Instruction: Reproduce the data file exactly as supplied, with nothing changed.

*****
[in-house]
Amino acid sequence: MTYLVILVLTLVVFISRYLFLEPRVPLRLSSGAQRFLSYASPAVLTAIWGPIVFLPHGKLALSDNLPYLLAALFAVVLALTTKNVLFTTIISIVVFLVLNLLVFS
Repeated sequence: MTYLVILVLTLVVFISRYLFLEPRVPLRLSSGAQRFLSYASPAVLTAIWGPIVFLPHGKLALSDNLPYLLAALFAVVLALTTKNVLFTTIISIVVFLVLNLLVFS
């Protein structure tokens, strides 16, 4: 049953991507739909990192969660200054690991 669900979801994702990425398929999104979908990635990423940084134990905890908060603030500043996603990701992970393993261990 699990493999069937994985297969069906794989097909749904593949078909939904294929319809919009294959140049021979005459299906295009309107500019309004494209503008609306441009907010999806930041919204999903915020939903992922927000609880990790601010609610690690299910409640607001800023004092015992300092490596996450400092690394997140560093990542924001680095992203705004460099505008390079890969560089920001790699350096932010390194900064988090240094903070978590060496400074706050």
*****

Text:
[in-house]
Amino acid sequence: MTYLVILVLTLVVFISRYLFLEPRVPLRLSSGAQRFLSYASPAVLTAIWGPIVFLPHGKLALSDNLPYLLAALFAVVLALTTKNVLFTTIISIVVFLVLNLLVFS
Repeated sequence: MTYLVILVLTLVVFISRYLFLEPRVPLRLSSGAQRFLSYASPAVLTAIWGPIVFLPHGKLALSDNLPYLLAALFAVVLALTTKNVLFTTIISIVVFLVLNLLVFS
């Protein structure tokens, strides 16, 4: 049953991507739909990192969660200054690991 669900979801994702990425398929999104979908990635990423940084134990905890908060603030500043996603990701992970393993261990 699990493999069937994985297969069906794989097909749904593949078909939904294929319809919009294959140049021979005459299906295009309107500019309004494209503008609306441009907010999806930041919204999903915020939903992922927000609880990790601010609610690690299910409640607001800023004092015992300092490596996450400092690394997140560093990542924001680095992203705004460099505008390079890969560089920001790699350096932010390194900064988090240094903070978590060496400074706050």